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Vocal reverb in the cans. Wanted dead or alive?
Old 14th February 2003
  #1
Jr. Gear Slut 2nd class
 
chessparov's Avatar
 
🎧 15 years
Vocal reverb in the cans. Wanted dead or alive?

Is it better in the long run for singers to get used to going "dry"
instead of adding reverb in the headphone mix, generally speaking?
(or singing)

Just wondered if there's a value to learning how to better stay in tune
with a dry headphone mix over a wet one?

Thanks
Chris
Old 14th February 2003
  #2
Lives for gear
 
pounce's Avatar
 
🎧 15 years
since being in "cans" removes all the actual ambience of the space the singer is in, i don't see any reason why adding some room ambience or out and out huge cathedral verb would be bad. it seems like it shouldn't be a detrimental thing.

i would sure hope a singer didn't go out of tune because of this. it does seem to make some vocalists more comfortable, ya know makes things sound more like the finished project. i can't believe there is a universal answer to this. bad singers can suck with reverb, but maybe perfectly good singers also like to have a little bit of verb. i think it's a taste issue. but if you have to be brutal with a singer who is really off, playing it back in the control room without verb would set em straight.

is the main problem of singers being out of tune that they can't hear themselves for all the reverb in their cans, or is it just that bad singers blame reverb for their lack of talent...after which we just throw on some reverb and or autotune over thier ****ty singing and get em the hell out of the vocal booth.
Old 14th February 2003
  #3
One with big hooves
 
Jay Kahrs's Avatar
 
🎧 15 years
I hardly ever put it there without asking them first. And yes, too much verb can cover up the pitch. Usually I'll have it dry in the control room with a little splash if any in the cans.
Old 14th February 2003
  #4
Lives for gear
 
pounce's Avatar
 
🎧 15 years
Quote:
Originally posted by Jay Kahrs
I hardly ever put it there without asking them first. And yes, too much verb can cover up the pitch. Usually I'll have it dry in the control room with a little splash if any in the cans.
sure, i never do things like add effects to the headphone mix without being asked/discussing it. and the less the better. but i've had some folks who want a lot of verb, and i give that to them.

i can't correlate pitch ability with whether or not they want some none or lots of reverb in thier cans. i hope good singers will need the least help from me that way, but maybe this is a little along the lines of the thread about whether bands should have a drink in the studio. maybe a little reverb allows some performers to kind of relax a little? i dunno. as time goes on, i work better earlier and with coffee, but i used to think working late and with a drink was a "uhhm creative" headspace situation. therefore, my personal taste is dry, sober, and on time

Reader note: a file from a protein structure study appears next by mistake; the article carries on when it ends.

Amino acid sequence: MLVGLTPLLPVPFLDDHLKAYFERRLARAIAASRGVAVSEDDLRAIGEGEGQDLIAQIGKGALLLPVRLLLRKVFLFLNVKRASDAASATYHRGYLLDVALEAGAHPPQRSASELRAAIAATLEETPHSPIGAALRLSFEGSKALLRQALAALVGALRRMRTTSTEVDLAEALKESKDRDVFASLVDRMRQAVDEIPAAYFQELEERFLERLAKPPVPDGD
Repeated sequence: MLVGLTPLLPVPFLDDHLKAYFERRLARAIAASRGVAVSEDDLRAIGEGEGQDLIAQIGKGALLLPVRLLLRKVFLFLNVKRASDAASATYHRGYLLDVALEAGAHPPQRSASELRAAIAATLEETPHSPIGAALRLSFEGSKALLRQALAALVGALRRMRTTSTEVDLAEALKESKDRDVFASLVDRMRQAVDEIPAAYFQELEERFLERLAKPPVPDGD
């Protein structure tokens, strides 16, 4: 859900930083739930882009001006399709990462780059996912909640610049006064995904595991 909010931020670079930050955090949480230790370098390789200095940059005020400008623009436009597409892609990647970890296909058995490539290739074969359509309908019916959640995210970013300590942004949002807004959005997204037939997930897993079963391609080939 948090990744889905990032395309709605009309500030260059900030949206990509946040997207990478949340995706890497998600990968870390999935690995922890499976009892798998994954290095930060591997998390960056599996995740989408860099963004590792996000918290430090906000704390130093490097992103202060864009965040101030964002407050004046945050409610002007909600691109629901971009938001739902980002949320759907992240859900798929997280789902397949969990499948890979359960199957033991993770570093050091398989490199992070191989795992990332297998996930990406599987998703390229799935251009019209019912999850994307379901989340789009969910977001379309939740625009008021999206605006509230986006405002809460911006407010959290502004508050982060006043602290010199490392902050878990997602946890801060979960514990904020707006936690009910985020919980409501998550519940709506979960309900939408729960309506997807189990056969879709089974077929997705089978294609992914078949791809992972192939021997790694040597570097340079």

i'd think singers hearing a fairly dry mix is best, but i'd never poo poo requests for some ambience in the cans. that's how i should have phrased it. if you use some sense, add only moderate verb per their request, it shouldn' t adversely effect their ability to sing on pitch.

but lots of reverb shouldn't make up for lack of singing talent either ,so there you go
Old 14th February 2003
  #5
Gear Addict
 
🎧 15 years
chess, as you are a singer, can you tell us what purpose reverb in the cans serves for you? is it just to feel comfortable or does it really help you with pitch?
Old 14th February 2003
  #6
Jr. Gear Slut 2nd class
 
chessparov's Avatar
 
🎧 15 years
Yes I'm a singer who loves acapella singing and good 'ol rock and roll.
My present skill level is that of an intermediate acapella singer, although there's
a possibility the neccesary training may be completed to qualify for the world
championship in Men's barbershop singing AKA the "International" by being in
a "final 20" quartet.

Relatively, I have much more experience singing without a microphone than with,
let alone with effects, although apparently a bit of reverb seems to make me feel
more comfortable performing with headphones on.

Chris
Old 14th February 2003
  #7
Motown legend
 
Bob Olhsson's Avatar
 
🎧 15 years
A long reverb in the phones can really help a singer with pitch.

Unfortunately I learned the hard way that some digital reverbs (I'm thinking of the high-end Lexicons) introduce enough pitch shift that they will send the singer's pitch totally off into left field. I would test it using a strobe tuner before using any reverb in the cans.
Old 14th February 2003
  #8
Gear Guru
 
thethrillfactor's Avatar
 
4 Reviews written
🎧 15 years
Re: Vocal reverb in the cans. Wanted dead or alive?

Quote:
Originally posted by chessparov
Is it better in the long run for singers to get used to going "dry"
instead of adding reverb in the headphone mix, generally speaking?
(or singing)

Just wondered if there's a value to learning how to better stay in tune
with a dry headphone mix over a wet one?

Thanks
Chris
My rule of thumb is do what ever it takes to get the best performance.

When tracking vocals I always setup a "headphone mix" fresh with effects,compression and EQ. Whatever it takes to inspire the singer. At times I might send a mono mix to the cans(so when they take one ear off they can still get a solid picture of the song).
Also whatever headphones I am using for the singer(usually Sony's) I keep a pair in the control room so I can check what they are hearing.